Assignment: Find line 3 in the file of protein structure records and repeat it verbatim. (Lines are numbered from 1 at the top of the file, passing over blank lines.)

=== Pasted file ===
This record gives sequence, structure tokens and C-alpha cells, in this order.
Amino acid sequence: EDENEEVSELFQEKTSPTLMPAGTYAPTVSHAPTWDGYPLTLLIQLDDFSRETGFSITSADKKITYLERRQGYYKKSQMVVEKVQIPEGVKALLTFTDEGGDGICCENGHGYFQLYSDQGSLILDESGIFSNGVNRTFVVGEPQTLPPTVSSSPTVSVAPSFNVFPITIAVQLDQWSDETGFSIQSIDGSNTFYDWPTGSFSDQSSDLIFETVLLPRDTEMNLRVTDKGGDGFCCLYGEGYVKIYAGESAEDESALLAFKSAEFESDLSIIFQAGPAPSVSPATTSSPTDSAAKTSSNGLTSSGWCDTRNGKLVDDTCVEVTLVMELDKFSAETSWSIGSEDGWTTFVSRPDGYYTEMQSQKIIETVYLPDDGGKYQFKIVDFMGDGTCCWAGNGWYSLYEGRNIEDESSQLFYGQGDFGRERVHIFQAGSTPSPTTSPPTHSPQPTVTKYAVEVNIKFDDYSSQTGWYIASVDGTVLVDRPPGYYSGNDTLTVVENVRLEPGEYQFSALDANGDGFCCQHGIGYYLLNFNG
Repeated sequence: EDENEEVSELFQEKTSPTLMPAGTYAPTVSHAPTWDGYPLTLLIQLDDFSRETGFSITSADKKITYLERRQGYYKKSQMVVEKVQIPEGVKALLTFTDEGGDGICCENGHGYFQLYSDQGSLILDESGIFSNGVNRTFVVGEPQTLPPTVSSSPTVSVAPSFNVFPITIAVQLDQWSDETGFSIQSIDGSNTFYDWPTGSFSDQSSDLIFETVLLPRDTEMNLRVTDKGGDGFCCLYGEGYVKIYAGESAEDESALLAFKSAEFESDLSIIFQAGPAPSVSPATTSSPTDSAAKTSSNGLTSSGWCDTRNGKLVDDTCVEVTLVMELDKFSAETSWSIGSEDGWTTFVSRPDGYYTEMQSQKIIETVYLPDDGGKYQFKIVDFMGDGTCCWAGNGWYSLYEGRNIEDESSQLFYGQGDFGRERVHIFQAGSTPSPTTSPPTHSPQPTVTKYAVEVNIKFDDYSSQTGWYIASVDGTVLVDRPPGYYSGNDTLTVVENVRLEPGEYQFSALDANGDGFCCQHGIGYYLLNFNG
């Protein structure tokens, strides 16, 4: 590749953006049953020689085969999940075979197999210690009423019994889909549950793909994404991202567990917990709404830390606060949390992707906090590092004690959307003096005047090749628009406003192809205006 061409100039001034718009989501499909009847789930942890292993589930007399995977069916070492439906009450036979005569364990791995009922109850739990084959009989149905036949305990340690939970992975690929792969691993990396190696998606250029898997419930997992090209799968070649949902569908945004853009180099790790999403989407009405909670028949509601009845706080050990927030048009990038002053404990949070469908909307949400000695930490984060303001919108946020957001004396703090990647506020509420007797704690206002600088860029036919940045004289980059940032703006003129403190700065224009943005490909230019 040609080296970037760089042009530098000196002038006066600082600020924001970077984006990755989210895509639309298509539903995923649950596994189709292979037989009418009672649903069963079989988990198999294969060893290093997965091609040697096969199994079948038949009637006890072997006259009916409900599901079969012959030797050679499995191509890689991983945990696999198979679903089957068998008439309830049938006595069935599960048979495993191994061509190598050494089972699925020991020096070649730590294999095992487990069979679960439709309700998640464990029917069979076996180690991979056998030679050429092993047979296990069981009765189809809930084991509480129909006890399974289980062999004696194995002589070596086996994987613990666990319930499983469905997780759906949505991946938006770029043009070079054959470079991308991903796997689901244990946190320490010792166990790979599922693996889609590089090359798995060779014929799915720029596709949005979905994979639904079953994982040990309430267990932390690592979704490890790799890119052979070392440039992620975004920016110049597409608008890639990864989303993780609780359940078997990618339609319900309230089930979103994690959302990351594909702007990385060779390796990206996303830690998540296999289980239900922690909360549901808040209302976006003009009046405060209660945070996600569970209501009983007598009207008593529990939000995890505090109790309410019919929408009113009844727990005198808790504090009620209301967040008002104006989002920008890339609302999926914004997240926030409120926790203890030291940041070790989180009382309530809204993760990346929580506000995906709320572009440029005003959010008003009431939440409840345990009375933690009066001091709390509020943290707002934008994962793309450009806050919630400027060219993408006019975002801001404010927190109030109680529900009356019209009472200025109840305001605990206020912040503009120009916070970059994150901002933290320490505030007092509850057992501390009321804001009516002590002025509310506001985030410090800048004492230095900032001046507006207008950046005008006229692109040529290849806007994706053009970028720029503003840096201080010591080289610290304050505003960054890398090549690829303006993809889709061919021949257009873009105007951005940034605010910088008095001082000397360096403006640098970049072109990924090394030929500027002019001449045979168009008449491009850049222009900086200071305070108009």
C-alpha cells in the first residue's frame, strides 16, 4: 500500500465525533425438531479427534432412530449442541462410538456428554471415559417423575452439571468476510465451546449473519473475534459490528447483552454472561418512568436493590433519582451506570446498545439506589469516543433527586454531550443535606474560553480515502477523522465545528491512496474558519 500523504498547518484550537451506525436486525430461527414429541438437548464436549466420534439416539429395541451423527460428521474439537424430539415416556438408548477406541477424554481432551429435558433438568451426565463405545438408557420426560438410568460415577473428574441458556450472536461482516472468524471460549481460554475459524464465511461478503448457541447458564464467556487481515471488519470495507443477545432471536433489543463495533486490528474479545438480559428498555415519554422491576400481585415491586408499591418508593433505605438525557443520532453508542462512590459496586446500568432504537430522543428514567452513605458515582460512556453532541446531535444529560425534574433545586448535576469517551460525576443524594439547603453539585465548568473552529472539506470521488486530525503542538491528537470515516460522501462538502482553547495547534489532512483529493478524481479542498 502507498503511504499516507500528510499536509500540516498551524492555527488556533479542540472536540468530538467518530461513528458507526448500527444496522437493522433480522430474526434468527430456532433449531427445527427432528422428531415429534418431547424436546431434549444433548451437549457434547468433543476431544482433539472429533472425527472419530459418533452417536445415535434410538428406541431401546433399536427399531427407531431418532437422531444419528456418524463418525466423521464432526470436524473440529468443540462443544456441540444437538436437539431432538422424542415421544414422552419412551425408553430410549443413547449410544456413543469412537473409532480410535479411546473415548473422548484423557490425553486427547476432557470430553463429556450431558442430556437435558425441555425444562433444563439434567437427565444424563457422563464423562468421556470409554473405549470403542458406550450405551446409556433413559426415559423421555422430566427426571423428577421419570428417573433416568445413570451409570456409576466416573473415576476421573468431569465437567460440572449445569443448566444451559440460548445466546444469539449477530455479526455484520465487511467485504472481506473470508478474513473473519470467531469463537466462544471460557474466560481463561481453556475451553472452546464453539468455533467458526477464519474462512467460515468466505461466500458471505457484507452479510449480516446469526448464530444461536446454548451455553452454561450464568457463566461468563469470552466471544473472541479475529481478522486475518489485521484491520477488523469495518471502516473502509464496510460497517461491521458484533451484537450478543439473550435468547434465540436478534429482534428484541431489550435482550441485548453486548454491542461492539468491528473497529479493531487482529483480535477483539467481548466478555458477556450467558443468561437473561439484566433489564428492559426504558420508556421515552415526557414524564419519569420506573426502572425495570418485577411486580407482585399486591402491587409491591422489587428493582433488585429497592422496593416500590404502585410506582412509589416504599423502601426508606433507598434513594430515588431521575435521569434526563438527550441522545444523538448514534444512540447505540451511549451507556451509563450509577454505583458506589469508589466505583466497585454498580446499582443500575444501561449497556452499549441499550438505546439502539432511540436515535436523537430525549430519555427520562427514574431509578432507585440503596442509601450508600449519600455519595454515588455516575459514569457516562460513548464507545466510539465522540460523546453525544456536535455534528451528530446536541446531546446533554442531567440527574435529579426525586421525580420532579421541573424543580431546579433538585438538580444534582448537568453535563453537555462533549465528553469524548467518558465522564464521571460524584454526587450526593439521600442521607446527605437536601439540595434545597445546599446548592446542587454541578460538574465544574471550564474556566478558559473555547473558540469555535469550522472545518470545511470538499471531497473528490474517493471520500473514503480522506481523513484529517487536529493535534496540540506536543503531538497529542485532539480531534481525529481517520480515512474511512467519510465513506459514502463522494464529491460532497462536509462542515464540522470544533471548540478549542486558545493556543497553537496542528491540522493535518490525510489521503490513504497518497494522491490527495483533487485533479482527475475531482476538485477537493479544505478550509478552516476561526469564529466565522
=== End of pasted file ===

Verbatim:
Repeated sequence: EDENEEVSELFQEKTSPTLMPAGTYAPTVSHAPTWDGYPLTLLIQLDDFSRETGFSITSADKKITYLERRQGYYKKSQMVVEKVQIPEGVKALLTFTDEGGDGICCENGHGYFQLYSDQGSLILDESGIFSNGVNRTFVVGEPQTLPPTVSSSPTVSVAPSFNVFPITIAVQLDQWSDETGFSIQSIDGSNTFYDWPTGSFSDQSSDLIFETVLLPRDTEMNLRVTDKGGDGFCCLYGEGYVKIYAGESAEDESALLAFKSAEFESDLSIIFQAGPAPSVSPATTSSPTDSAAKTSSNGLTSSGWCDTRNGKLVDDTCVEVTLVMELDKFSAETSWSIGSEDGWTTFVSRPDGYYTEMQSQKIIETVYLPDDGGKYQFKIVDFMGDGTCCWAGNGWYSLYEGRNIEDESSQLFYGQGDFGRERVHIFQAGSTPSPTTSPPTHSPQPTVTKYAVEVNIKFDDYSSQTGWYIASVDGTVLVDRPPGYYSGNDTLTVVENVRLEPGEYQFSALDANGDGFCCQHGIGYYLLNFNG